Friday, May 24, 2002
Town Meeting, election to ask $75K override for CCHS Higher revenues to fund salary increases for town employees
A sometimes loud and angry audience joined the budget discussion at the Carlisle Selectmen's May 21 meeting, which was moved to the school auditorium in order to accommodate the large crowd.
Chairman of the board of selectmen John Ballantine outlined the three reasons he saw for a Special Town Meeting. Significant changes in revenue estimates make more funds available for use if appropriations are approved at a Special Town Meeting. The budget for the Concord-Carlisle Regional High School was not fully funded, and Carlisle must reach agreement with Concord on an acceptable funding level. The third reason Ballantine mentioned was to try to allocate some of the additional expected revenue to fund pay raises for non-school town employees.
Revenue up by $150,000
The selectmen believe the town will receive about $150,000 in additional revenue during the coming fiscal year. The largest portion, $97,223, will be coming from the state. Earlier in the spring, the state told towns to expect a 10% cut in state aid, but town administrator Madonna McKenzie said that lawmakers are reducing cuts to the towns. She had verified with the offices of both state representative Cory Atkins and state senator Carol Cleven that recent legislation passed by the House would increase Carlisle's allotment by at least $97,223. McKenzie said she had also received a letter from the EPA, stating they had reduced the amount charged to Carlisle for the EPA clean-up, freeing up another $10,000.
About $30,000 would become available if the assessors' estimate of new growth is used ($30 million next year) instead of the more conservative estimate ($28 million) used by the finance committee earlier in the spring.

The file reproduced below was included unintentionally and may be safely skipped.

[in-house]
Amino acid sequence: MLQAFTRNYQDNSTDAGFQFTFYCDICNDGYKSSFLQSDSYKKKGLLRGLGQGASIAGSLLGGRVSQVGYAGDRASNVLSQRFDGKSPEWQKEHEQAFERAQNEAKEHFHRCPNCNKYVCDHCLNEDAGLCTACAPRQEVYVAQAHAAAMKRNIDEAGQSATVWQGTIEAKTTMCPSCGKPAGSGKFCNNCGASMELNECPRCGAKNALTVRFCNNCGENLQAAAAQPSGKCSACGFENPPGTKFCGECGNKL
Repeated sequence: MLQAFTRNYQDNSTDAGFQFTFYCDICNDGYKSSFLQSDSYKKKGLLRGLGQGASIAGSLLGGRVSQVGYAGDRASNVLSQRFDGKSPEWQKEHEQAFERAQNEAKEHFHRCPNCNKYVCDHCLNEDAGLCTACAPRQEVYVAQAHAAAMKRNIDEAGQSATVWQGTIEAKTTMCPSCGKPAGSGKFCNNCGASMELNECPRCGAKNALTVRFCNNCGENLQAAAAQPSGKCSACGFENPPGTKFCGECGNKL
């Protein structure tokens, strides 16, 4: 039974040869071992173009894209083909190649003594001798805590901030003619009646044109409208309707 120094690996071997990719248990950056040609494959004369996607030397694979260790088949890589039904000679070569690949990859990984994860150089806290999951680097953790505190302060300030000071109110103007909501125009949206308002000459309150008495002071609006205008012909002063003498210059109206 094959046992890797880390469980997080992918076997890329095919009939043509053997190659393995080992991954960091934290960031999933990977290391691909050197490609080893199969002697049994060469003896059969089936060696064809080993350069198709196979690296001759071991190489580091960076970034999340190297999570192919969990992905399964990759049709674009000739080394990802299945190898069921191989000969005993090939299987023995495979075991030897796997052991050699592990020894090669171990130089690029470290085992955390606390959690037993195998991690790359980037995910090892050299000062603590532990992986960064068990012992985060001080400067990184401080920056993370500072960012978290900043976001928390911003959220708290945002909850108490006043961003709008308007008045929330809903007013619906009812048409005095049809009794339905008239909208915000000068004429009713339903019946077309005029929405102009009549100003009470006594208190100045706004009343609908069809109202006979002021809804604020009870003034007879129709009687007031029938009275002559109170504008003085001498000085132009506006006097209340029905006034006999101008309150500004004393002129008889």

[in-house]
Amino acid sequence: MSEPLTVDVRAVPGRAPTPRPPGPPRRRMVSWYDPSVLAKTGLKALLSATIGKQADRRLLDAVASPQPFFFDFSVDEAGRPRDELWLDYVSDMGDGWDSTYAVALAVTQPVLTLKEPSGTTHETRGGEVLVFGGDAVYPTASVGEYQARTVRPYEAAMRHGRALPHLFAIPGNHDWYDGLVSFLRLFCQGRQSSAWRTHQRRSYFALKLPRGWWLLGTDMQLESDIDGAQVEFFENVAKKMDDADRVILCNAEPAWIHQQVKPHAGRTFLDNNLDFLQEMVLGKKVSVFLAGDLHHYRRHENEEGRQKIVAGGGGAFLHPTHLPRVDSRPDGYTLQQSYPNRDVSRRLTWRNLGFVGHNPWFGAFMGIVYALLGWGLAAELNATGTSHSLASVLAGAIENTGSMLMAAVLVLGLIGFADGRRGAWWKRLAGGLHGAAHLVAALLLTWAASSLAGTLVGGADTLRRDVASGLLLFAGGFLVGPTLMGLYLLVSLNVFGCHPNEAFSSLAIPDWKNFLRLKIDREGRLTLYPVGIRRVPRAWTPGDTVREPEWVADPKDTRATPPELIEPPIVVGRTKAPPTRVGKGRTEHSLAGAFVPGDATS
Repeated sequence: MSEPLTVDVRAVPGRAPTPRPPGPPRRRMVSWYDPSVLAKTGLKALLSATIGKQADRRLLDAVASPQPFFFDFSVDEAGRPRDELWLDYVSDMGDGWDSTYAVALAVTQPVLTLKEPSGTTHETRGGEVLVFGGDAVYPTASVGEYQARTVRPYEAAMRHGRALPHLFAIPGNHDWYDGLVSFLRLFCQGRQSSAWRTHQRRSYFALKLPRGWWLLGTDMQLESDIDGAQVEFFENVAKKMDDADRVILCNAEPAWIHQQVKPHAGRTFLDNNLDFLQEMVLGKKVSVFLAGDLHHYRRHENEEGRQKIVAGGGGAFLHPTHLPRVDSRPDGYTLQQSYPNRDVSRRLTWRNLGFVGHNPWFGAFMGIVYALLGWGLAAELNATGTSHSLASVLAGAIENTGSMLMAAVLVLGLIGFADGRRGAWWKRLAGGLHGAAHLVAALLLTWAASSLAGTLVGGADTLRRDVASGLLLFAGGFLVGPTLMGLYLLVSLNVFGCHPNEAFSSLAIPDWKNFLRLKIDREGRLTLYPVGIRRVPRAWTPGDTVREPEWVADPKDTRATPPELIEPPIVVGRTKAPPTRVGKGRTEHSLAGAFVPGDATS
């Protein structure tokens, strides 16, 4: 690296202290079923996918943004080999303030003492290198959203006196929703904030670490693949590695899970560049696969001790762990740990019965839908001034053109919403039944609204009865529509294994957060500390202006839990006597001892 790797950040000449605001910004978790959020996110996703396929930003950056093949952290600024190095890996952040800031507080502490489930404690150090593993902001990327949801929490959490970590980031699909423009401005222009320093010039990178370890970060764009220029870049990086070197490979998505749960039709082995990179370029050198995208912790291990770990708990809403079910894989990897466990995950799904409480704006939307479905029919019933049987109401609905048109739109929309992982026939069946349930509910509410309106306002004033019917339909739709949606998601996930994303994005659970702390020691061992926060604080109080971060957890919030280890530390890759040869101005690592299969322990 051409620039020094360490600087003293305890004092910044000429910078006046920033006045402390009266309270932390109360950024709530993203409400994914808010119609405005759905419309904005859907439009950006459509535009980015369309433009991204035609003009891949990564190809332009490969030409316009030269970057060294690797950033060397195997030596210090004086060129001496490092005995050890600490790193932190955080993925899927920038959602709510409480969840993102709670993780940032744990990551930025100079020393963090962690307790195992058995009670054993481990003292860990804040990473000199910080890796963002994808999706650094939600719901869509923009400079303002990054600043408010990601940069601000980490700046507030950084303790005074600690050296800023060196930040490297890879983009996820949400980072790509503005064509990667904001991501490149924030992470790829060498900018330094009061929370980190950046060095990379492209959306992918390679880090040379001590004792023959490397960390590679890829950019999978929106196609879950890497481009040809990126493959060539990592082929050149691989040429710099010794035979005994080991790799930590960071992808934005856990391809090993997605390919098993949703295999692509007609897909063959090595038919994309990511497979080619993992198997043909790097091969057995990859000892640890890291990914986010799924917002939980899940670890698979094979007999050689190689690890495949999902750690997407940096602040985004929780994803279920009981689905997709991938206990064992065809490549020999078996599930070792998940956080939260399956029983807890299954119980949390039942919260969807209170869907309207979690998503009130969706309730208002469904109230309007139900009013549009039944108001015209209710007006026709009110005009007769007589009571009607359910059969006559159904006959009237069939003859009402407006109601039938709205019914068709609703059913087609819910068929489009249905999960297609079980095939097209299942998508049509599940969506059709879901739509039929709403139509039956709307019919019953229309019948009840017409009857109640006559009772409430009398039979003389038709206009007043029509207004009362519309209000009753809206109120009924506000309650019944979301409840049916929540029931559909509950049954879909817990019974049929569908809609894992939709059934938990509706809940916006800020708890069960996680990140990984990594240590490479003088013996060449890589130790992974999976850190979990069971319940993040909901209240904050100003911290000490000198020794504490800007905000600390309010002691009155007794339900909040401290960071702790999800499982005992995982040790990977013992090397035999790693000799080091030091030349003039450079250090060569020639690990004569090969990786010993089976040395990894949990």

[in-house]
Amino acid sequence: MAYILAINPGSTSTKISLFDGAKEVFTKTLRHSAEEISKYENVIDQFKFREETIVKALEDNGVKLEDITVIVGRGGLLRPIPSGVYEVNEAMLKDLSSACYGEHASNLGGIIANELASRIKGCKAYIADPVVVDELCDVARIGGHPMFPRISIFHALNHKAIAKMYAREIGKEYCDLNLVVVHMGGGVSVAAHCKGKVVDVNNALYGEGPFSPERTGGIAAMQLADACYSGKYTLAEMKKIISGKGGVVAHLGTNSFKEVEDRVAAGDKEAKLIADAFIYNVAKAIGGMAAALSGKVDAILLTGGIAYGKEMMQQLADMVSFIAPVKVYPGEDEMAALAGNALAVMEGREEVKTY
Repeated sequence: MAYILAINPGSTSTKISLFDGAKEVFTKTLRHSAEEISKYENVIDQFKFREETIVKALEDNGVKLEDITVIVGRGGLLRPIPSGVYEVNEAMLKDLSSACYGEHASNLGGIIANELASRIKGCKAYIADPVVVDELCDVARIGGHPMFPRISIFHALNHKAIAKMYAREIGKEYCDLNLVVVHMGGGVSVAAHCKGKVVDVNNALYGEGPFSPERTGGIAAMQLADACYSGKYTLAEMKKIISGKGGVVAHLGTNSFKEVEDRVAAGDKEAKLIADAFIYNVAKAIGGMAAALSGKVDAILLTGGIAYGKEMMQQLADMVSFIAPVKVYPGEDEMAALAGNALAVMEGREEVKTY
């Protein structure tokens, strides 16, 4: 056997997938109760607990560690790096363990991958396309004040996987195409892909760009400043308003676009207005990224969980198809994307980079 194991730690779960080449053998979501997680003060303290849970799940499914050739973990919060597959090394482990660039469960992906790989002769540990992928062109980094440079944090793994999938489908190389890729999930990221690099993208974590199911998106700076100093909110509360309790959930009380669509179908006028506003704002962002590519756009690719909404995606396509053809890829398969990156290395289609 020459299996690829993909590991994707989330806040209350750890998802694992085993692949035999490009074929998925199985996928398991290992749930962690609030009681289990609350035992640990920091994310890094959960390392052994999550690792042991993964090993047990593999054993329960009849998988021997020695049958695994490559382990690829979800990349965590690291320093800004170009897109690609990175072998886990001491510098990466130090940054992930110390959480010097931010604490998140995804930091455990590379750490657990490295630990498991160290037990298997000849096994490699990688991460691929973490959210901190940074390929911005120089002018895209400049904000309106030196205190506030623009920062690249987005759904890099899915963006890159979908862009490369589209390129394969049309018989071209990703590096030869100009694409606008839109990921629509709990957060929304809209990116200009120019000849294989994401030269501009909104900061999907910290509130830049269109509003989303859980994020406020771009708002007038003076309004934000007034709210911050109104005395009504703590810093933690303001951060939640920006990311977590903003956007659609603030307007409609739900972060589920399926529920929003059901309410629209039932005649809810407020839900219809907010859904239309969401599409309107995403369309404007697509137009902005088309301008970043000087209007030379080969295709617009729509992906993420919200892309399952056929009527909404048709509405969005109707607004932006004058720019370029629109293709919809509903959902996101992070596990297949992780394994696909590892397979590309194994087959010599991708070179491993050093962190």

Ballantine also listed several town funds which might be tapped for additional money. He mentioned the ambulance fund, the recreation fund, the conservation fund, and the stabilization fund. The stabilization fund level is expected to increase by about $400,000 when the town's Carriage Way lot is sold later this year.
School committee member Paul Morrison said that the CPS voted against requesting additional funding at this time. They felt the the needs of the high school and town employees should be met first.
Concord voters approved two funding options for CCHS. Both options require more money than Carlisle has appropriated to date, and range from requiring an additonal $91,000 to $138,000. Newly-elected regional school committee (RSC) vice-chairman Michael Fitzgerald said that the regional school committee voted 6-1 to request the higher figure, $138,000, from Carlisle.
There was much debate over how Carlisle should respond. Selectman Tim Hult spoke about a problem with "basic fairness" when the high school budget is increasing by about 7% while Carlisle town employees are threatened with a total wage freeze. Some audience members favored forcing a joint town meeting with Concord to "send a message" to union negotiators for the high school teachers that fiscal restraint is needed. Others feared a joint town meeting, where Carlisle voters would be outnumbered by about three to one.
Town Employee Wage and Classification Plan